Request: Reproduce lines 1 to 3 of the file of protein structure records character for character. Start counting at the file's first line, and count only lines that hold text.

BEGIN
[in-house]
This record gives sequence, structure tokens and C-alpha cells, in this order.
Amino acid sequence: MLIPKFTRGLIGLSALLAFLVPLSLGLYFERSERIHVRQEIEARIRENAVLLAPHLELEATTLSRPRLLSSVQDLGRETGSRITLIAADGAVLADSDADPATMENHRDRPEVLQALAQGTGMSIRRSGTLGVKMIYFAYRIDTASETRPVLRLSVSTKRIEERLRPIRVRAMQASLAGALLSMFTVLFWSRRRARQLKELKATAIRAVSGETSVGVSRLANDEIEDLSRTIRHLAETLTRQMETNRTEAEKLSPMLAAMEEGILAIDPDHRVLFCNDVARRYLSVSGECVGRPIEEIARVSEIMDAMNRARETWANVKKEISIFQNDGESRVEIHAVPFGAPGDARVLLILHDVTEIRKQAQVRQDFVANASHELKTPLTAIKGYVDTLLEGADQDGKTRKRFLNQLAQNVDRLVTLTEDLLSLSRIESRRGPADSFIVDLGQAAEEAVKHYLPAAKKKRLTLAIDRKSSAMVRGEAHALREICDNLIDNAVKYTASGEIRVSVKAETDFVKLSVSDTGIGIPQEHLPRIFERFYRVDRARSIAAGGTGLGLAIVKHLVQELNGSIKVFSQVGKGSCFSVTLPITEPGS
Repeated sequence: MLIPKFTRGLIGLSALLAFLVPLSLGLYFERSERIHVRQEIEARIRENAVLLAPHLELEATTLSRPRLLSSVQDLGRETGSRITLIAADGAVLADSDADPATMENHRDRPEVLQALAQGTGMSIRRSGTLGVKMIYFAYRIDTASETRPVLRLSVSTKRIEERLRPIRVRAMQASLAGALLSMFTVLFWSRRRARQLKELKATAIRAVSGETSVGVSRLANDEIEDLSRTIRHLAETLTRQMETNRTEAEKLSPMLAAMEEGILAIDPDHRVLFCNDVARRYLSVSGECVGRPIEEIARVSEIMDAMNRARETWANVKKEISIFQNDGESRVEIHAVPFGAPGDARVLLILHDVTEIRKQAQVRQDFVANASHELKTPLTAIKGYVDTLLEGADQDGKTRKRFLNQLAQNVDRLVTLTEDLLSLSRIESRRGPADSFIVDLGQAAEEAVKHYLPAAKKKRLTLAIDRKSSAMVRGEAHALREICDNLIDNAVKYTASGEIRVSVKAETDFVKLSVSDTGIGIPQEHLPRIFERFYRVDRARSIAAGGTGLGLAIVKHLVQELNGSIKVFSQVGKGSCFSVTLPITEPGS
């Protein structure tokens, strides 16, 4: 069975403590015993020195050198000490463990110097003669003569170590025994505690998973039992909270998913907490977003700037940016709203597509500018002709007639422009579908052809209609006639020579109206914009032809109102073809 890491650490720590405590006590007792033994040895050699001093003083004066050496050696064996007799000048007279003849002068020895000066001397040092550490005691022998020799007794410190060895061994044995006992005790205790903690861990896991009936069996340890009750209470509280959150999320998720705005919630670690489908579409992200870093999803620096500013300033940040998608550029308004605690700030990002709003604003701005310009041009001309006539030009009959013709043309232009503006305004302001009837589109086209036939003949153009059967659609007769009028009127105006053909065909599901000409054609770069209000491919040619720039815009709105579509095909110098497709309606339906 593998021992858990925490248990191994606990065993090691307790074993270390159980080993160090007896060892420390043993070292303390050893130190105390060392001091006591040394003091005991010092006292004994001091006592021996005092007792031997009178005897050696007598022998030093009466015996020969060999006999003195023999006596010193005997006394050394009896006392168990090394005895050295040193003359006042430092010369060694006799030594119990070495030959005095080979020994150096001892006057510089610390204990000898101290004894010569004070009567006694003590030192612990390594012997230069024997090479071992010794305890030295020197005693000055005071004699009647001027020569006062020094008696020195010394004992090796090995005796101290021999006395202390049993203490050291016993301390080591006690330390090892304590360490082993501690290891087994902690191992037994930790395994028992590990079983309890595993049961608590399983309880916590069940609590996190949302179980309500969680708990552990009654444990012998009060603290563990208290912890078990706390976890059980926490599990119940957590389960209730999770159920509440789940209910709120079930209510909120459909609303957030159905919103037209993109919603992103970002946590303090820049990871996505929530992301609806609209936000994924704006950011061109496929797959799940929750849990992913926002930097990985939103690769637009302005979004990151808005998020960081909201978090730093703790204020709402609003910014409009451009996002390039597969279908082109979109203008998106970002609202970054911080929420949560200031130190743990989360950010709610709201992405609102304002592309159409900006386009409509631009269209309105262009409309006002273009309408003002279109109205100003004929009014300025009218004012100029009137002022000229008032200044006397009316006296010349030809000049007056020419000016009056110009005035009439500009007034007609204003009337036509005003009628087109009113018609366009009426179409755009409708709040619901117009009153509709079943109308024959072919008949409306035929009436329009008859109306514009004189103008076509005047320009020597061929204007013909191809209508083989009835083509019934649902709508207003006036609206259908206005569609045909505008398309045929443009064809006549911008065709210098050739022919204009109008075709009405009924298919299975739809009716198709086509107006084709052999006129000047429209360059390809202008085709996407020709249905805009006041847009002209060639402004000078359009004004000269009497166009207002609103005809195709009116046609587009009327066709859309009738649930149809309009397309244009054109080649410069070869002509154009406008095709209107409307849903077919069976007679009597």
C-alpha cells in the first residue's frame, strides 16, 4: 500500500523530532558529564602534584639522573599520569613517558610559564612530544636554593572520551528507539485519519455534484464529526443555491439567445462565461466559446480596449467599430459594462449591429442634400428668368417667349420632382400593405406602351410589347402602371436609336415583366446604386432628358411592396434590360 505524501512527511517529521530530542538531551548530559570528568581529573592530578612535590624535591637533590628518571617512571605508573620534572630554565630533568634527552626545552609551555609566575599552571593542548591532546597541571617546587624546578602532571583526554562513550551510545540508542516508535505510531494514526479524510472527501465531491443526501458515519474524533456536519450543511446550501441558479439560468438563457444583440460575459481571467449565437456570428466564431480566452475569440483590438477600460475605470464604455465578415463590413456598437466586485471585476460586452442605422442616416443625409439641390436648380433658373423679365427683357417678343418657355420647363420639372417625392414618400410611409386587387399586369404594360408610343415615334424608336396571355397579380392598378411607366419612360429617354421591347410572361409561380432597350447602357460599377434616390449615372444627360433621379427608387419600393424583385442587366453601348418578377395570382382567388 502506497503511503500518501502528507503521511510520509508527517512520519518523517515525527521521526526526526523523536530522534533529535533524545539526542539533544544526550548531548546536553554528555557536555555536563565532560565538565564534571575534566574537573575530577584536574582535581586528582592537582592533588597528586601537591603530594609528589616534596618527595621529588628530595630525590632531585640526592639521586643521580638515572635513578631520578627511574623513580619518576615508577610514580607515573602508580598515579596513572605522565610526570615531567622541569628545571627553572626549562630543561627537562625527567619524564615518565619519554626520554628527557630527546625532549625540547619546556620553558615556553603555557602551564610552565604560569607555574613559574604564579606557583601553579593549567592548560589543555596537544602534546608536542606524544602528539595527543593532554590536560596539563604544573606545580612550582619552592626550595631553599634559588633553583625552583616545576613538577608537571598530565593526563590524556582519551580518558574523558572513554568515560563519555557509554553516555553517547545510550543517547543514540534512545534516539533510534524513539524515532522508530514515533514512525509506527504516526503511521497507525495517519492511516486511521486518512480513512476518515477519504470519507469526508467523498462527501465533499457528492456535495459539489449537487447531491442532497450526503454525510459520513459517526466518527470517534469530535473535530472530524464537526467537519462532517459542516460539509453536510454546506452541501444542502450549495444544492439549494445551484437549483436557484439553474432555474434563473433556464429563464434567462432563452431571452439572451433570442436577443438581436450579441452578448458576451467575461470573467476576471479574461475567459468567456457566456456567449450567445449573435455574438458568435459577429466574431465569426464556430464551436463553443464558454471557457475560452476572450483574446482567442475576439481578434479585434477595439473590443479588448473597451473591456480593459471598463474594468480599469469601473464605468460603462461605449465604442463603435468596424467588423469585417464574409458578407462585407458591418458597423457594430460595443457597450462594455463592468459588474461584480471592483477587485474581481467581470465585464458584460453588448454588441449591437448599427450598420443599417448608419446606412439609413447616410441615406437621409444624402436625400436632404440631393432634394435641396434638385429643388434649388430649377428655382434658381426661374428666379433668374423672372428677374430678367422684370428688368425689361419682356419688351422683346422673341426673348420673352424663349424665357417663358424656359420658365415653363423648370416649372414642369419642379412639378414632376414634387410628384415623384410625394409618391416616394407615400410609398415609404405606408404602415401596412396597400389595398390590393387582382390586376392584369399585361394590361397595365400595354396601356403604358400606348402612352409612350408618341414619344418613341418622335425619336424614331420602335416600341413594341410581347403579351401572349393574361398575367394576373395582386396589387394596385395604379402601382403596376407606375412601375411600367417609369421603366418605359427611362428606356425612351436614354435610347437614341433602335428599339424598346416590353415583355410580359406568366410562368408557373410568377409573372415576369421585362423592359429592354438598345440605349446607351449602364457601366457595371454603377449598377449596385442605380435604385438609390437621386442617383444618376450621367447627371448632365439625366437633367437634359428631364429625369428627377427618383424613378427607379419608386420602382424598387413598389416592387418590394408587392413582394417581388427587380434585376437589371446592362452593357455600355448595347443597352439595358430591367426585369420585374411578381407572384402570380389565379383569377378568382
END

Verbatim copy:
[in-house]
This record gives sequence, structure tokens and C-alpha cells, in this order.
Amino acid sequence: MLIPKFTRGLIGLSALLAFLVPLSLGLYFERSERIHVRQEIEARIRENAVLLAPHLELEATTLSRPRLLSSVQDLGRETGSRITLIAADGAVLADSDADPATMENHRDRPEVLQALAQGTGMSIRRSGTLGVKMIYFAYRIDTASETRPVLRLSVSTKRIEERLRPIRVRAMQASLAGALLSMFTVLFWSRRRARQLKELKATAIRAVSGETSVGVSRLANDEIEDLSRTIRHLAETLTRQMETNRTEAEKLSPMLAAMEEGILAIDPDHRVLFCNDVARRYLSVSGECVGRPIEEIARVSEIMDAMNRARETWANVKKEISIFQNDGESRVEIHAVPFGAPGDARVLLILHDVTEIRKQAQVRQDFVANASHELKTPLTAIKGYVDTLLEGADQDGKTRKRFLNQLAQNVDRLVTLTEDLLSLSRIESRRGPADSFIVDLGQAAEEAVKHYLPAAKKKRLTLAIDRKSSAMVRGEAHALREICDNLIDNAVKYTASGEIRVSVKAETDFVKLSVSDTGIGIPQEHLPRIFERFYRVDRARSIAAGGTGLGLAIVKHLVQELNGSIKVFSQVGKGSCFSVTLPITEPGS